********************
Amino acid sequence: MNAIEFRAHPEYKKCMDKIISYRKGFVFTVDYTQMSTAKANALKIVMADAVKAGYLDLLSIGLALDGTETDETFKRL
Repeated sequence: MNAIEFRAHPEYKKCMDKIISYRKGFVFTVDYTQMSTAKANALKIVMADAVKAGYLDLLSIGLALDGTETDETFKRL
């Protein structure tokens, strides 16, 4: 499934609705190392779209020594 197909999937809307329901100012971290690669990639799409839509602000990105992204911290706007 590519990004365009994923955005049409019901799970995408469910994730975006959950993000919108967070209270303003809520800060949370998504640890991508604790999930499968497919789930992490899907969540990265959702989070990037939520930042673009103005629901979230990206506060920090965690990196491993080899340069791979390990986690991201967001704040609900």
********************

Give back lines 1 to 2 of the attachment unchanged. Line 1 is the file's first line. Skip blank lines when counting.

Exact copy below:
Amino acid sequence: MNAIEFRAHPEYKKCMDKIISYRKGFVFTVDYTQMSTAKANALKIVMADAVKAGYLDLLSIGLALDGTETDETFKRL
Repeated sequence: MNAIEFRAHPEYKKCMDKIISYRKGFVFTVDYTQMSTAKANALKIVMADAVKAGYLDLLSIGLALDGTETDETFKRL